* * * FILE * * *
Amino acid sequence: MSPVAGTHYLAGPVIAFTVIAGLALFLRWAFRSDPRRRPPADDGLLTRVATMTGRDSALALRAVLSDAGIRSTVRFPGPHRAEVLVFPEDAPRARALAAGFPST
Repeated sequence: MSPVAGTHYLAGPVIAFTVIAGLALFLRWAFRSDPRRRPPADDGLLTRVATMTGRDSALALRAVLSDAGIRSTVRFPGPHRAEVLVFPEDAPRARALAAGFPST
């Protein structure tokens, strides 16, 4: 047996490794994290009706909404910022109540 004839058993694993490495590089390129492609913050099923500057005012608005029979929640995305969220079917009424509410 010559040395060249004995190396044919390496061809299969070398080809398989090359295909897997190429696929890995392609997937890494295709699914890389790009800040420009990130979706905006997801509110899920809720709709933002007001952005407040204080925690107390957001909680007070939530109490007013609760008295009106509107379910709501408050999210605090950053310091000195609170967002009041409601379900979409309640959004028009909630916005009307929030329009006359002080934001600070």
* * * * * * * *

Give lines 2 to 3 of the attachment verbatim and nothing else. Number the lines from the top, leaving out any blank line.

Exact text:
Repeated sequence: MSPVAGTHYLAGPVIAFTVIAGLALFLRWAFRSDPRRRPPADDGLLTRVATMTGRDSALALRAVLSDAGIRSTVRFPGPHRAEVLVFPEDAPRARALAAGFPST
């Protein structure tokens, strides 16, 4: 047996490794994290009706909404910022109540 004839058993694993490495590089390129492609913050099923500057005012608005029979929640995305969220079917009424509410 010559040395060249004995190396044919390496061809299969070398080809398989090359295909897997190429696929890995392609997937890494295709699914890389790009800040420009990130979706905006997801509110899920809720709709933002007001952005407040204080925690107390957001909680007070939530109490007013609760008295009106509107379910709501408050999210605090950053310091000195609170967002009041409601379900979409309640959004028009909630916005009307929030329009006359002080934001600070």